April 20th, 2019|0 Comments

Jesus Exposed

On a recent visit to Italy we visited the monastery of Bosco al Frati where a stunning crucifix carved by Donatello was found and restored. The figure of Christ is naked on the cross and all the more stark and disturbing. Go here for an image of the full crucifix. Here is a poem I wrote after that visit:   Naked Christ Donatello’s Crucifix at Bosco ai Frati   This second Adam was the I AM This sacred Adam became a man. This naked Adam is what I am. This broken Adam became the Lamb.

April 19th, 2019|0 Comments

The Blood and Water From His Side

From the Catechesis of St John Chrysostom If we wish to understand the power of Christ’s blood, we should go back to the ancient account of its prefiguration in Egypt. “Sacrifice a lamb without blemish,” commanded Moses, “and sprinkle its blood on your doors.” If we were to ask him what he meant, and how the blood of an irrational beast could possibly save men endowed with reason, his answer would be that the saving power lies not in the blood itself, but in the fact that it is a sign of the Lord’s blood. In those days, when the

April 19th, 2019|0 Comments

What Do We Learn From the Cock Crow Prophecy?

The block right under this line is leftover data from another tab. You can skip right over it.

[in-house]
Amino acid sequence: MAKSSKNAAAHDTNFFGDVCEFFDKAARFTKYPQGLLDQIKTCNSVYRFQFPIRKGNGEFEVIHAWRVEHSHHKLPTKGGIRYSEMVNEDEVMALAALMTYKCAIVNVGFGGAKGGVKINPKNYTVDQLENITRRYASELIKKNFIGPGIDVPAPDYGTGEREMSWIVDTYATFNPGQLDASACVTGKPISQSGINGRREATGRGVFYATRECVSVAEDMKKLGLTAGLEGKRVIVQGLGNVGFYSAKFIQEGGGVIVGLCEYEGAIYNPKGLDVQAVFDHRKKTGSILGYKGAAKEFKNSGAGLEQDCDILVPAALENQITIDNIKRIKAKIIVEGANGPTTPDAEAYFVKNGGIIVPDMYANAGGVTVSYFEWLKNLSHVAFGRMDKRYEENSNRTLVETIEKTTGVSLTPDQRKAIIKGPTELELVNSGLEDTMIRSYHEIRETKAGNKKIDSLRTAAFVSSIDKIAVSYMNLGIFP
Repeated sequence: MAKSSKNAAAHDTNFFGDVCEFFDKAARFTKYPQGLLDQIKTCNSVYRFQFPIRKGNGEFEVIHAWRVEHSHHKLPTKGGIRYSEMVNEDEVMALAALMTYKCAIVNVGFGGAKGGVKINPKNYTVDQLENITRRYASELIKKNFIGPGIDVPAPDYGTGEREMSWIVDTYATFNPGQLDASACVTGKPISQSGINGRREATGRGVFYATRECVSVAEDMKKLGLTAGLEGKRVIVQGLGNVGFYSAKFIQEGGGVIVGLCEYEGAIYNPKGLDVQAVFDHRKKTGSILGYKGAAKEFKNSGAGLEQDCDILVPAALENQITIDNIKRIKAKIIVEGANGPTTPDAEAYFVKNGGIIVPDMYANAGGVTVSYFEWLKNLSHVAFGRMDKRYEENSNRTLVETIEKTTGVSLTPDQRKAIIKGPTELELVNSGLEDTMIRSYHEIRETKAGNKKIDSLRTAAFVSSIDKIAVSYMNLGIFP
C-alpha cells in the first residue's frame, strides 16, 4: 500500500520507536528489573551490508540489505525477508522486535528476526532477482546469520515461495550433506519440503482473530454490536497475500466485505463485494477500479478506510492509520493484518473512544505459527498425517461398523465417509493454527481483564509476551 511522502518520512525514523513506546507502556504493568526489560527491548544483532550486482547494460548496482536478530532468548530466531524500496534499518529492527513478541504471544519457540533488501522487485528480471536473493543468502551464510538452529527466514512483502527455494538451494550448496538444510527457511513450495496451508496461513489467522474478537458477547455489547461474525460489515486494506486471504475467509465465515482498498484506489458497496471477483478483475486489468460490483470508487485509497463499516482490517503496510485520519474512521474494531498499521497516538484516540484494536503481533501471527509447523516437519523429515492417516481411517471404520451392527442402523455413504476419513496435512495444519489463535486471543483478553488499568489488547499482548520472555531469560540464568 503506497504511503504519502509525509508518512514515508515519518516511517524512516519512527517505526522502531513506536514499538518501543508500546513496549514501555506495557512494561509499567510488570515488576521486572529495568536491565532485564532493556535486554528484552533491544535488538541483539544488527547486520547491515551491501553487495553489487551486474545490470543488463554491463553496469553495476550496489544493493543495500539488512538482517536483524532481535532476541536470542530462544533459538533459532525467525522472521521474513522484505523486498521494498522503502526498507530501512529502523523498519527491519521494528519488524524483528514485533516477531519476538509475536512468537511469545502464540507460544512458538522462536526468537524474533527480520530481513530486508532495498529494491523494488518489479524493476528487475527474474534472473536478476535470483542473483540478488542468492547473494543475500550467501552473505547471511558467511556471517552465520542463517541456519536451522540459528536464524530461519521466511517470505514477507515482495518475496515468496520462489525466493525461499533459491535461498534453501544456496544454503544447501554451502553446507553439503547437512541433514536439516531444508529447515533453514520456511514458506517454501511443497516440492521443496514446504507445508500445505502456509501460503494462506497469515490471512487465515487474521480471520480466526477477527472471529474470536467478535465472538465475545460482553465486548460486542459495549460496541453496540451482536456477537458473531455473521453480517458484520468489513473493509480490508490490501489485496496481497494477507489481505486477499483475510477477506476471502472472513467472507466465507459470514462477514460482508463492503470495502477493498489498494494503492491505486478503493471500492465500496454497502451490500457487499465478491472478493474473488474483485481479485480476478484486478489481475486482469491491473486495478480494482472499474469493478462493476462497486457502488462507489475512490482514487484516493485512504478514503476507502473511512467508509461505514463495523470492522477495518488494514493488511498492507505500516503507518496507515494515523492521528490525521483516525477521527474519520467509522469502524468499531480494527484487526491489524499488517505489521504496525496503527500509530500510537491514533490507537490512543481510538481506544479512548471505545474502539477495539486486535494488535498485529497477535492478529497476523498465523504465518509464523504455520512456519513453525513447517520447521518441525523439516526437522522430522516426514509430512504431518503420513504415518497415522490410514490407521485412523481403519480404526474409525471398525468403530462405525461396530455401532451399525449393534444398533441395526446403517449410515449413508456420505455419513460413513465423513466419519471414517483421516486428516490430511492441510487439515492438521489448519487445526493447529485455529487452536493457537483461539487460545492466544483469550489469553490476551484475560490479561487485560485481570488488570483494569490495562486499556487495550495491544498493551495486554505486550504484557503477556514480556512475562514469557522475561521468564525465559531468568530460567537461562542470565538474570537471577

Roman guards split their night watch up into four three hour segments. 6pm - 9 pm, 9 - Midnight, Midnight- 3 am, 3 am - 6 am. The end of the third watch of the night was marked by a trumpet blast at 3 am which was nicknamed gallicinium or "the cock crow". Jesus references these four watches and the gallicinium himself in Mark 13:35: Therefore keep watch because you do not know when the owner of the house will come back—whether in the evening, or at midnight, or when the rooster crows, or at dawn. This detail not only shows the

April 18th, 2019|0 Comments

Resentment and the Obliteration of Beauty

Max Scheler was a German philosopher who was just about an exact contemporary with G.K.Chesterton. As Chesterton was a prophet of the modern world, so Scheler's observations in his book Ressentiment are prophetic. His basic theme is that ressentiment undermines and kills everything good. What is ressentiment? It's more than feeling bad because Johnny got a bigger pile of pie or Janet got a nicer birthday present than you. Instead it is a foundational and constantly re-lived emotion of envy until the person's whole personality and world view are determined by it. Ressentiment is the driver for every ideological movement of revolt. Whether it

April 18th, 2019|3 Comments

Should It Be Maundy Wednesday Instead of Maundy Thursday?

Those who have read the gospels closely will realize that there are some seeming discrepancies between the synoptic gospels--Matthew, Mark and Luke and John's gospel when it comes to the events of the Last Supper, Jesus' arrest, trials and crucifixion. The traditional timetable is that the Last Supper took place on Thursday night. Jesus was arrested in the Garden of Gethsemane in the wee hours and taken for his first inquisition at the house of Annas. Then the Sanhedrin trial followed immediately-- still before dark. Then in the morning there was a second short confirmation trial by the Sanhedrin. Then

April 17th, 2019|6 Comments